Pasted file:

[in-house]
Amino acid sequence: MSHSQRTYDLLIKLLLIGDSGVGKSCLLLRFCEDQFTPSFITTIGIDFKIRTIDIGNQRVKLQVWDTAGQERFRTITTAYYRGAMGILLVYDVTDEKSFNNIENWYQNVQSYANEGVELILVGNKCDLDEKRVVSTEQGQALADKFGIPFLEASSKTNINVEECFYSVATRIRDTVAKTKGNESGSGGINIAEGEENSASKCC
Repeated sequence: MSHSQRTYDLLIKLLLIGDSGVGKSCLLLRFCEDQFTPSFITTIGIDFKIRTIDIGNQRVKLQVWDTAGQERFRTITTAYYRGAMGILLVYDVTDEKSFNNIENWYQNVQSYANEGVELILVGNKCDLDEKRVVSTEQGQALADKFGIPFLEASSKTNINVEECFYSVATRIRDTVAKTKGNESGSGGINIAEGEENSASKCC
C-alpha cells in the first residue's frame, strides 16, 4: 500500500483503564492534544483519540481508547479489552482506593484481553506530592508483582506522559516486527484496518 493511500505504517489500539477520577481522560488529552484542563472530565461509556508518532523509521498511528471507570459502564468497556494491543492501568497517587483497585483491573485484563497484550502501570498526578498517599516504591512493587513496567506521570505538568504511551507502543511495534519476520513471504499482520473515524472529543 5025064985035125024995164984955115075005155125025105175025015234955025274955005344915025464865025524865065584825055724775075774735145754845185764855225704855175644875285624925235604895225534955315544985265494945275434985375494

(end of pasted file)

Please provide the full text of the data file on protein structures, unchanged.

[in-house]
Amino acid sequence: MSHSQRTYDLLIKLLLIGDSGVGKSCLLLRFCEDQFTPSFITTIGIDFKIRTIDIGNQRVKLQVWDTAGQERFRTITTAYYRGAMGILLVYDVTDEKSFNNIENWYQNVQSYANEGVELILVGNKCDLDEKRVVSTEQGQALADKFGIPFLEASSKTNINVEECFYSVATRIRDTVAKTKGNESGSGGINIAEGEENSASKCC
Repeated sequence: MSHSQRTYDLLIKLLLIGDSGVGKSCLLLRFCEDQFTPSFITTIGIDFKIRTIDIGNQRVKLQVWDTAGQERFRTITTAYYRGAMGILLVYDVTDEKSFNNIENWYQNVQSYANEGVELILVGNKCDLDEKRVVSTEQGQALADKFGIPFLEASSKTNINVEECFYSVATRIRDTVAKTKGNESGSGGINIAEGEENSASKCC
C-alpha cells in the first residue's frame, strides 16, 4: 500500500483503564492534544483519540481508547479489552482506593484481553506530592508483582506522559516486527484496518 493511500505504517489500539477520577481522560488529552484542563472530565461509556508518532523509521498511528471507570459502564468497556494491543492501568497517587483497585483491573485484563497484550502501570498526578498517599516504591512493587513496567506521570505538568504511551507502543511495534519476520513471504499482520473515524472529543 5025064985035125024995164984955115075005155125025105175025015234955025274955005344915025464865025524865065584825055724775075774735145754845185764855225704855175644875285624925235604895225534955315544985265494945275434985375494